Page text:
Supreme Court did not stop construction of coal plant
This refers to the editorial “Risky powers” (9/23/14), specifically the first paragraph that reads: “Since 2012, the government had been warned that a shortage of electricity was very likely by 2015. That was after the Supreme Court stopped private investors from putting up a 600-megawatt coal-fired power plant inside the Subic free port. President Aquino ignored the warning, but now he wants emergency powers to tackle a power crisis predicted inevitable in the summer of next year.”
The second sentence, “That was after the Supreme Court stopped private investors from putting up a 600-megawatt coal-fired power plant inside the Subic free port,” is not true.
This was the subject of an earlier report by your TJ Burgonio (“SC blamed for looming power crisis,” News, 8/21/14), which we corrected by e-mail (dated 8/28/14) and which became the subject of a clarificatory item by Mr. Burgonio (“Purisima told: SC didn’t stop Subic power plant,” News, 8/29/14).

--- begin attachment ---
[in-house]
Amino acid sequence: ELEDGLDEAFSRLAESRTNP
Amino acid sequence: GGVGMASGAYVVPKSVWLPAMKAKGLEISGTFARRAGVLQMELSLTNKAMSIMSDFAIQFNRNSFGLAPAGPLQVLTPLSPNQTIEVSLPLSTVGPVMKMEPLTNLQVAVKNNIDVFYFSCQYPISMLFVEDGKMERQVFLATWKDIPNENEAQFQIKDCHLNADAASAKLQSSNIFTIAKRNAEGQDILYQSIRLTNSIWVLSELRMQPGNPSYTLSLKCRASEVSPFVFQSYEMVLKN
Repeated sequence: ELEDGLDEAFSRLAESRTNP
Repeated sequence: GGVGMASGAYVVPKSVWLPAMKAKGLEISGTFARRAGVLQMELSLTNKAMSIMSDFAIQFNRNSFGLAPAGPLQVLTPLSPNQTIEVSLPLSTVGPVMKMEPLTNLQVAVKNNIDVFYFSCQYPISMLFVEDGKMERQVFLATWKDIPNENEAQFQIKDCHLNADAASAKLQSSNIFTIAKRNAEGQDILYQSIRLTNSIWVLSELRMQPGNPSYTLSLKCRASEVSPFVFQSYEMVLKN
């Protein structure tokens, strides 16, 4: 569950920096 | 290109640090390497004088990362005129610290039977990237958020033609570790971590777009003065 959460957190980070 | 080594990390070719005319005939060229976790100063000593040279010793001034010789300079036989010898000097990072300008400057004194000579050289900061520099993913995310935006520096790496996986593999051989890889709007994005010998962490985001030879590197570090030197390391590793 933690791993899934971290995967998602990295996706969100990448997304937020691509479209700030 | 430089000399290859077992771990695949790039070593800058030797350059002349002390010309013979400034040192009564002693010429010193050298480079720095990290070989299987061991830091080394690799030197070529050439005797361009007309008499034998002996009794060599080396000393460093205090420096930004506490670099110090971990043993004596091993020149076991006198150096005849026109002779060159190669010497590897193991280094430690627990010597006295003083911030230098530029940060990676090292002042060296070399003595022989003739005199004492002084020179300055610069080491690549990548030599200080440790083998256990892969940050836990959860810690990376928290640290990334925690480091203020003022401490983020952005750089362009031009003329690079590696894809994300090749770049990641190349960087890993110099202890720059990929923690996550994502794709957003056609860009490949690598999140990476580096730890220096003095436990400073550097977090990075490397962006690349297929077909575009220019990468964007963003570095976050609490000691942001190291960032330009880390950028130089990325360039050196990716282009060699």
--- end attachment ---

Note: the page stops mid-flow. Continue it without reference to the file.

In our e-mail, we informed Mr. Burgonio that the Supreme Court did not issue any writ of restraint over the coal plant in Subic. In a resolution dated July 31, 2012, in G.R. No. 202493 titled “Teodoro Casiño, et al. v. Hon. Ramon Paje, et al.,” the Supreme Court en banc issued a Writ of Kalikasan, referred the petition to the Court of Appeals and directed the respondents to make a verified return of the Writ of Kalikasan to the Court of Appeals, BUT HELD IN ABEYANCE THE ISSUANCE OF A TEMPORARY ENVIRONMENTAL PROTECTION ORDER, which, under the Rules on the Writ of Kalikasan, would have served as a writ of restraint or the equivalent of a temporary restraining order. A verification with the Court of Appeals has shown that, in fact, it has directed that the Redondo power plant should proceed.
Subsequent verification shows that the case has been resolved by the Court of Appeals in favor of the power plant and is now pending at the Supreme Court. To date, there is no TRO over the power plant from the Supreme Court.
—THEODORE O. TE,
assistant court administrator and
chief public information officer,
WE regret the error.—Ed.
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